Yoshitoshi, Exploits of the Tokugawa Clan

Tsukioka Yoshitoshi (1839 - 1892) Exploits of the Tokugawa Clan, 1876. Oban.

Click here for a detailed enlargement.

This unusual Yoshitoshi - I’ve not seen it on sale before or since - was shown in our Warriors exhibition in March 2011. Warriors, historical figures and heroes are the other great staple of the Japanese print artist after portrayals of kabuki actors. Of course, commonest of all is both - kabuki actors playing great warrior characters!

Yoshitoshi was a student of Kuniyoshi and saw the upheavals of the emerging modern Japan first hand. His biography is dramatic and reflects the time he lived in... he spent most of his life in and out of poverty and his prints are often seen as displaying hints of the madness that is attributed to him.

In this print we see Yoshitoshi experimenting with radical western-style perspective. The painted banner dramatically opens the space of the picture, the more so since he continues in the use of flat rectangular, cartouches against the surface of the picture plane. The clash of these two forms; the perspectival lozenge against the flat symbol, emphasises the deep space, and perhaps also the space between the two traditions in which he found himself working.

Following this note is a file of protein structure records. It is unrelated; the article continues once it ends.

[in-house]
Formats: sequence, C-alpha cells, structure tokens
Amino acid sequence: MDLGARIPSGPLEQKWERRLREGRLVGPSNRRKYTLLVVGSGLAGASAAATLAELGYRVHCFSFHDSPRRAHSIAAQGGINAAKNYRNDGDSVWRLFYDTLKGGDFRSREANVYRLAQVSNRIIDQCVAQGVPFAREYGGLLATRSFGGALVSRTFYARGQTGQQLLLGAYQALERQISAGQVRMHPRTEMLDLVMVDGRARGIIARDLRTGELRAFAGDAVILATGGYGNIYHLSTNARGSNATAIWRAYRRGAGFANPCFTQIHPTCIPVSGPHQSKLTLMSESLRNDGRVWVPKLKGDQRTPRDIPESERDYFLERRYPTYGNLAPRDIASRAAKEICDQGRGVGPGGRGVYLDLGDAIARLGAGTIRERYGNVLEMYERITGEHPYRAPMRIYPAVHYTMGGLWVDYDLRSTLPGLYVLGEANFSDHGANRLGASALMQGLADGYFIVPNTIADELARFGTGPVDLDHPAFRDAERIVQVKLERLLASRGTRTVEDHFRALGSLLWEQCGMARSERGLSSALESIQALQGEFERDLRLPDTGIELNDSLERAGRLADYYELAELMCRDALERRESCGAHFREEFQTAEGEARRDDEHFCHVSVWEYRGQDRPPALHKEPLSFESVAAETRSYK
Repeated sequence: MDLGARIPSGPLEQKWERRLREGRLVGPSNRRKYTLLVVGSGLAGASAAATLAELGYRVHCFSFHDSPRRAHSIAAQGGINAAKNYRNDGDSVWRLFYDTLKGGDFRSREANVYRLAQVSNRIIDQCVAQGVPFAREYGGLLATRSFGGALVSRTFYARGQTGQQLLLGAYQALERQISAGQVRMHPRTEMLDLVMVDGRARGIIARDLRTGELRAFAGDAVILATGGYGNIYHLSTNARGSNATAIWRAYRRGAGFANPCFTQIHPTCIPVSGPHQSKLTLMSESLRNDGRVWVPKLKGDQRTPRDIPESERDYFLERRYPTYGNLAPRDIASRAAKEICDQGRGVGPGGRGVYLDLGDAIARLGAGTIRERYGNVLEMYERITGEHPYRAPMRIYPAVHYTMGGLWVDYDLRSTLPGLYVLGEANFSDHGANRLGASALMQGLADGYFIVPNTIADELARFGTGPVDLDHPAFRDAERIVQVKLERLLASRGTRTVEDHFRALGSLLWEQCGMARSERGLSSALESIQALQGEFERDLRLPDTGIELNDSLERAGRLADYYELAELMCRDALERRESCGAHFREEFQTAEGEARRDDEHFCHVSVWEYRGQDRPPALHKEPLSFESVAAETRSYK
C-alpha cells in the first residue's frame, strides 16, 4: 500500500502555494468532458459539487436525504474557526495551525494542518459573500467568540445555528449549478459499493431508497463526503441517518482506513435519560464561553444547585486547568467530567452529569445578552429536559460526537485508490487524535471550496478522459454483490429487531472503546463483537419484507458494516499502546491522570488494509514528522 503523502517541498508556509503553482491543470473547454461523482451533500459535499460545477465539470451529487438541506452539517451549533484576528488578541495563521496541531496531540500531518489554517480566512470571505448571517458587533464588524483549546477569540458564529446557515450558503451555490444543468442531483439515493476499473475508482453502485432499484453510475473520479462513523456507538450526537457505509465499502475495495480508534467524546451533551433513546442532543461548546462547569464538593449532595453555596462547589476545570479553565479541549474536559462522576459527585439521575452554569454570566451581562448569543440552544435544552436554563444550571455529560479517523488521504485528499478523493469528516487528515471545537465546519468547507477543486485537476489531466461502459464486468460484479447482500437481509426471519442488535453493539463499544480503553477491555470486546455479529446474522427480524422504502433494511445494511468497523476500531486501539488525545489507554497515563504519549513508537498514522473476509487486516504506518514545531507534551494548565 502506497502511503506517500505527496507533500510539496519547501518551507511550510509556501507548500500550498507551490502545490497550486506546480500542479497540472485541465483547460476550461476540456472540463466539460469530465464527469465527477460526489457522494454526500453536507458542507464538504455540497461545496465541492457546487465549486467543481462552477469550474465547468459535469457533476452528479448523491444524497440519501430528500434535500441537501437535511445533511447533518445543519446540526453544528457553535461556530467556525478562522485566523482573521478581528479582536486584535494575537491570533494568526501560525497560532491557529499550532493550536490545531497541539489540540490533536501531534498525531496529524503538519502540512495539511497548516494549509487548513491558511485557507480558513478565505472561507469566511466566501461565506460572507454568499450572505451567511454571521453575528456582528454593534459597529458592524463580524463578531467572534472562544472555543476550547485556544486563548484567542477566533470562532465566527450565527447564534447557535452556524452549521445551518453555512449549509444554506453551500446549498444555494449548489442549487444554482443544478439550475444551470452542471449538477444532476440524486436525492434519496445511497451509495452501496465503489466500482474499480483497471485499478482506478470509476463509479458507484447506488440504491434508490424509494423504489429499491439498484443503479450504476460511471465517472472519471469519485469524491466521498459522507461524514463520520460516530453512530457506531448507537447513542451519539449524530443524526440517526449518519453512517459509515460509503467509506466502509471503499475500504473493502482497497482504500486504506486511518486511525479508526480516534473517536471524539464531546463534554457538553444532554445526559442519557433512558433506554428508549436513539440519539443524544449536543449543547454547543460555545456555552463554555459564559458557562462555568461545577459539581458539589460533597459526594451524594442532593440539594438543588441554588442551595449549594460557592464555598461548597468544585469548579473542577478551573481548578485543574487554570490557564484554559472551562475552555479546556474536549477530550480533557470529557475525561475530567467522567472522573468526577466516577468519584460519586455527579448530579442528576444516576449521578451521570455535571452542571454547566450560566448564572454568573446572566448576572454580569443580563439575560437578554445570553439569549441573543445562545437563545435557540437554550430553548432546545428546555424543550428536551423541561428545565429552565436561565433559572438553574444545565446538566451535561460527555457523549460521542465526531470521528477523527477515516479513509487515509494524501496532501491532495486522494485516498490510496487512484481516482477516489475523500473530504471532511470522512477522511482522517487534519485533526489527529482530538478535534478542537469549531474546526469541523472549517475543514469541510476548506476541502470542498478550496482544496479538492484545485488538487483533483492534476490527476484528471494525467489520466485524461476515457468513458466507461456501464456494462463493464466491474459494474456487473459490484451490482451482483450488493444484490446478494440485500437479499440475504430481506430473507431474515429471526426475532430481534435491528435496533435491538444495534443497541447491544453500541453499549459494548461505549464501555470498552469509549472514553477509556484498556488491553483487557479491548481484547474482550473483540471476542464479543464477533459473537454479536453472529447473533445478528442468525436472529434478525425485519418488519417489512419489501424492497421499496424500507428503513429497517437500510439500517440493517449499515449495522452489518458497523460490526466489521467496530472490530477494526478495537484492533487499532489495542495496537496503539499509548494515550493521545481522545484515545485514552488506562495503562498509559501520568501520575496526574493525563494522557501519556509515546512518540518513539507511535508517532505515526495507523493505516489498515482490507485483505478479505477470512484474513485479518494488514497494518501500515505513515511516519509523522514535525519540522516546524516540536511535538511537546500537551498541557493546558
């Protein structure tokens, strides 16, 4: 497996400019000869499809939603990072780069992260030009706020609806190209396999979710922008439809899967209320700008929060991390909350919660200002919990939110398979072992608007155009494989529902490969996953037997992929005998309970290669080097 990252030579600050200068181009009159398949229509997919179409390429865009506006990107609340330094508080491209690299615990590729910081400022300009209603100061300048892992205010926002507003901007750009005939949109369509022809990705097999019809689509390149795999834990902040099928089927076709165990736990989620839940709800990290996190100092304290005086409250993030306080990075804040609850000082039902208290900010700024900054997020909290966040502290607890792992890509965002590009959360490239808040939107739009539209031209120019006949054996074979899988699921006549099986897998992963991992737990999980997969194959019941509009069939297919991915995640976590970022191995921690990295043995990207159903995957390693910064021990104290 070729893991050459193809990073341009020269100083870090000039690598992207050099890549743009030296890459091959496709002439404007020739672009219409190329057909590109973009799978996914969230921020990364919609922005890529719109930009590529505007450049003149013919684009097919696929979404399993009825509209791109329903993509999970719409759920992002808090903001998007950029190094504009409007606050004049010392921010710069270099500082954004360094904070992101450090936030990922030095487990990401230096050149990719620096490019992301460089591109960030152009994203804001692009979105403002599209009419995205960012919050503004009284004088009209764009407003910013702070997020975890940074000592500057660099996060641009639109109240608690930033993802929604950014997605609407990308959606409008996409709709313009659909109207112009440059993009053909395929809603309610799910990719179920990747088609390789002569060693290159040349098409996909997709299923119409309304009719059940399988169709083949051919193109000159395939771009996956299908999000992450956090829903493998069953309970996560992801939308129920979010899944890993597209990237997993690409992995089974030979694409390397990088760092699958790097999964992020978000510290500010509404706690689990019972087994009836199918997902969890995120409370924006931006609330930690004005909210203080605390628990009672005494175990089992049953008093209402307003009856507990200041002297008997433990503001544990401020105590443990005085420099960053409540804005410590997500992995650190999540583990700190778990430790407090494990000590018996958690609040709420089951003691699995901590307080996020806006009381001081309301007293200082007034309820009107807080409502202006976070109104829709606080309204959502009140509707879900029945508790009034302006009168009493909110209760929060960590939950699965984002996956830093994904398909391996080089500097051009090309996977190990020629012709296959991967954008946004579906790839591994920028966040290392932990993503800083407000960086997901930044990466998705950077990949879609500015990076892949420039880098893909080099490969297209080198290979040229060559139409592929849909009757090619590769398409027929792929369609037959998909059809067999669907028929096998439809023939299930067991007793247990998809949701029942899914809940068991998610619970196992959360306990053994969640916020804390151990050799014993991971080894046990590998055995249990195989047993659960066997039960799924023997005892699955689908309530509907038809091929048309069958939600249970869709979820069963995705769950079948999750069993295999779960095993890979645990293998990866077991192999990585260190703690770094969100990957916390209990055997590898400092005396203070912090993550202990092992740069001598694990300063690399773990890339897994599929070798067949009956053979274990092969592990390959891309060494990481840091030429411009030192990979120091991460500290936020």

Pictorially there is much sophistication going on here; by placing the two smaller white cartouches at the ‘back’ of the picture in spatial terms - behind, as it were, the figure group - he pushes back further the implied space which the figures occupy. There are problems of course; the two kneeling figures are smaller than the central figure but closer to us in space, a contradiction of the efforts at realism he has made elsewhere. Whilst the figure at the extreme right has much of Kuniyoshi’s model about him, the gestures of the left-hand figures owe much more to the western tradition.

There is much to praise in this startling image, including the rich blue mica laden background. The print is trimmed to the image and has been previously mounted, colour and impression are good, some scuffing to the edges. An unusual series and not often seen.